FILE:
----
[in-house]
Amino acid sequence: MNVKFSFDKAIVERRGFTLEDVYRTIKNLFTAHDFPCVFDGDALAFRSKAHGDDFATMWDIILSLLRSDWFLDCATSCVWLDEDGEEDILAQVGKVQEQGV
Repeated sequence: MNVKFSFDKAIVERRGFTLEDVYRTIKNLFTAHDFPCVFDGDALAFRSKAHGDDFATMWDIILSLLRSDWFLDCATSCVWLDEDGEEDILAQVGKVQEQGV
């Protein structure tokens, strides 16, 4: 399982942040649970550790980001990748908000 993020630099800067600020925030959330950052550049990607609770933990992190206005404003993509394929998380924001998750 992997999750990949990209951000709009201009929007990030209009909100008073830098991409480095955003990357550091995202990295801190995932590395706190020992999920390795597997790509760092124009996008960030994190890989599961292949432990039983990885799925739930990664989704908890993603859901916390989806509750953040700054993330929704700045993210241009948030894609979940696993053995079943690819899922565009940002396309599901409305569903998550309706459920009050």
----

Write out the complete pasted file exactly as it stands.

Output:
[in-house]
Amino acid sequence: MNVKFSFDKAIVERRGFTLEDVYRTIKNLFTAHDFPCVFDGDALAFRSKAHGDDFATMWDIILSLLRSDWFLDCATSCVWLDEDGEEDILAQVGKVQEQGV
Repeated sequence: MNVKFSFDKAIVERRGFTLEDVYRTIKNLFTAHDFPCVFDGDALAFRSKAHGDDFATMWDIILSLLRSDWFLDCATSCVWLDEDGEEDILAQVGKVQEQGV
């Protein structure tokens, strides 16, 4: 399982942040649970550790980001990748908000 993020630099800067600020925030959330950052550049990607609770933990992190206005404003993509394929998380924001998750 992997999750990949990209951000709009201009929007990030209009909100008073830098991409480095955003990357550091995202990295801190995932590395706190020992999920390795597997790509760092124009996008960030994190890989599961292949432990039983990885799925739930990664989704908890993603859901916390989806509750953040700054993330929704700045993210241009948030894609979940696993053995079943690819899922565009940002396309599901409305569903998550309706459920009050």